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Following up on Part I, once I reached my bike riding goal, I decided that it was time to take on my professional sports goal: learning how to golf. I mostly saw golfing as a professional pursuit. My expectation for actually enjoying the game was extremely low. In fact, I did not even consider it a sport and wondered how people could spend hours chasing a little ball or worse, watching others on television chase a ball for hours. I invested in all the accoutrements for my new athletic endeavor. I knew it would be a significant investment, but I figured it’s the price of doing business. Unlike learning how to ride a bicycle, I now had to pay an instructor to give me regular lessons.

At the outset of my first lesson, my instructor asked me why I was learning how to golf. I replied that I want to help the college where I work. Stupefied by my response, he asked if I had any interest in the game or if I had ever watched it on television. ((Black girl in New England learning how to golf?! You’d scratch your head too (smiley face)). I replied that this was a practical thing to do and “no, I don’t really care for it; watching it would be a waste of my time.” I thought, in school I learned a lot of things in which I had no initial interest, but they made me a well-rounded and educated person. I looked forward to the learning that golf held for me. He looked at me and said that his goal was for me to not just be a competent golfer, but to eventually enjoy the game. So, I kept an open mind.

My First Time “Playing” on the Course

I am now into my 7th golf lesson and I have even gone out golfing once with a former neighbor. (Yes, I live on the best street in the world!). My first foray onto the golf course nowhere near the instant success that I imagined it would be. I had previously arranged to meet my former neighbor, Mike, at the course near my house. I showed up at the appointed time and Mike was nowhere to be found. The receptionist man, or whatever the term is for the person who books tee times, surmised that he might be in the bathroom. Suddenly, it occurred to me that I did not have my house keys since I logged my clubs to the course by foot in an effort to get closer to my 10,000 steps-a-day goal. Hubby and the kids were about to leave for capoeira. So, I rushed back home to grab my keys. When I got back to the club, Mike was at the bar waiting for me. Realizing how hot and humid it was, in my mind, I settled for simply sharing a drink with Mike. In my mind, he also settled for that… that is until 15 minutes later when he asked if I was ready to hit the course. So to the course we went!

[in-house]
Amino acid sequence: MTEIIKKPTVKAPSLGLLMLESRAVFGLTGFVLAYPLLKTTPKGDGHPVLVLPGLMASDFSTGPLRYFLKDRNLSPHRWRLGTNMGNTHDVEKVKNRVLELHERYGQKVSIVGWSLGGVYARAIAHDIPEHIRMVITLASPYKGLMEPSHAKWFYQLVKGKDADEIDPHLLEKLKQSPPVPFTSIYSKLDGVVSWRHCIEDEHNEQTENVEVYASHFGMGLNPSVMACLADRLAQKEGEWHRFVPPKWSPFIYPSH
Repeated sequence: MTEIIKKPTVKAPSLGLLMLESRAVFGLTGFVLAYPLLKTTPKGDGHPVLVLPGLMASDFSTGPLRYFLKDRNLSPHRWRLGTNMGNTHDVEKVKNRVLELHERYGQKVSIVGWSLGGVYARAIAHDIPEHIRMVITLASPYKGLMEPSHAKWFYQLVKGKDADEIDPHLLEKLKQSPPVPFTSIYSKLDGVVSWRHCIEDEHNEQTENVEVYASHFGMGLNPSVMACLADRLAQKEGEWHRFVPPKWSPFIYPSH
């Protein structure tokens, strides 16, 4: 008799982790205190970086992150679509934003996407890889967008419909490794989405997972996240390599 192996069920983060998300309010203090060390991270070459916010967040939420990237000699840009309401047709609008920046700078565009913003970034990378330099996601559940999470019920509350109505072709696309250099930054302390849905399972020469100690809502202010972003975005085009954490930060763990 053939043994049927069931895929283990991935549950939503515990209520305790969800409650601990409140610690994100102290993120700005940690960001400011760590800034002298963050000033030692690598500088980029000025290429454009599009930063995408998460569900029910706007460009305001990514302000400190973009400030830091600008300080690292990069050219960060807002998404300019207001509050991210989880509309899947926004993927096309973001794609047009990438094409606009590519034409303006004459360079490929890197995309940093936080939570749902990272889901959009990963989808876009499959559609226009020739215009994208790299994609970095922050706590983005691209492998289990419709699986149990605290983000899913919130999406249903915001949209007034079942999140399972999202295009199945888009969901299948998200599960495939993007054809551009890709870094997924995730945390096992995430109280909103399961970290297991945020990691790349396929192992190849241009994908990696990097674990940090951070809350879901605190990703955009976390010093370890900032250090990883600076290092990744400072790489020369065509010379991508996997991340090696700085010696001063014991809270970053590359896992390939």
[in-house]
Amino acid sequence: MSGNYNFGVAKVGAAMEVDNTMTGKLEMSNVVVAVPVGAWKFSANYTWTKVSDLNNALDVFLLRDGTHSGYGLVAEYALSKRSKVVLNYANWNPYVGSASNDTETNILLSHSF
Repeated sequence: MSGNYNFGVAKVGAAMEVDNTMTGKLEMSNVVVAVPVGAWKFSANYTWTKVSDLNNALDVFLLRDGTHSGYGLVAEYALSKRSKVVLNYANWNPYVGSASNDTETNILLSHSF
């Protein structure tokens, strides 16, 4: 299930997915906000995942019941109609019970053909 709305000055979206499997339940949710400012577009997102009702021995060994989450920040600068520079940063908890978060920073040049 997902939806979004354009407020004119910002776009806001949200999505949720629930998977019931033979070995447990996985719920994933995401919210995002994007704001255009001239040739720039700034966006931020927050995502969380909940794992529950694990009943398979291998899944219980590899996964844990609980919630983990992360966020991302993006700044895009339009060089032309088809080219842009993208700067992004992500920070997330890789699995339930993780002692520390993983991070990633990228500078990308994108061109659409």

Mike showed me the ladies’, men’s, and seniors’ pitching locations (I haven’t yet mastered golfing lexicon; there’s a good chance it’s called something else). Unbelievable! Sexist and ageist! Sheesh. I asked him if he was for real. He said yes, confirming that the different groups hit the ball from different distances. A perfect gentleman (yes, I’m the kind of feminist who also embraces tradition), Mike let me go first. I tried to hit the ball four times, with no success. Finally, the receptionist man came calling for us requesting that the foursome behind us go first, since it was clear that I did not know how to play.

The foursome went pretty quickly and eventually I hit the ball once it was my turn. We continued to three more holes and I was enjoying my adventure, despite the humidity. I drove the golf cart and learned more golf nomenclature. I now know the difference between a wood and an iron. My golf instructor has focused on form, technique, and consistency. Everything was going well. That is until we got to fifth hole. Suddenly, there was an artificial pond. As a strategist and statistician, I realized by the third ball that landed in the pond that there was no way in heaven or hell that I could hit the ball to go over the pond. Mike, however, believed in me. He kept on cheering me on and I continued to hit more balls just to please him. By the fifth ball, I said that’s it! These balls are too expensive for me to keep on hitting them into this stream. He was disappointed and, I, frustrated. It was hot, humid, and my investment literally just went down the drain. I called it quits! I was persuaded to do one more hole, then we left.

My Lessons from Golf

For all the frustration, I am still very committed to learning the game. I have learned a lot from golf. First, golf is a sport. It’s not just about hitting a little ball. Appropriate form, technique, and strategy are so important. Patience, focus, consistency, and practice are paramount for mastering the game. It’s a challenge for me to conquer. I am willing to do the hard work (and in search of willing playmates; can’t promise that it’ll be as entertaining as my first time, unless you find my faux pas humorous). The most important thing that I have learned and much more quickly than I expected is that I can enjoy golf. The older I get, the more I enjoy solitude. To think that I began to learn this game to interact with others, then come to realize that I would enjoy it just as much alone and use it to clear my head were certainly unexpected and welcomed surprises.

In sharing my new “athletic” pursuit with friends, I mentioned that I would love for my kids to learn how to play, both my girl and my boy. After all golf scholarships for girls, especially, are the most unclaimed bachelor’s degree scholarships. One of the most unimaginable outcomes for me related to golf is how much my son immediately embraced the game and has shown great aptitude for it. The baby girl enjoys it too. The boy spent more than an hour last week watching the British Open on YouTube. I look forward to them outperforming me, teaching me, and just having fun with me while hitting little balls.


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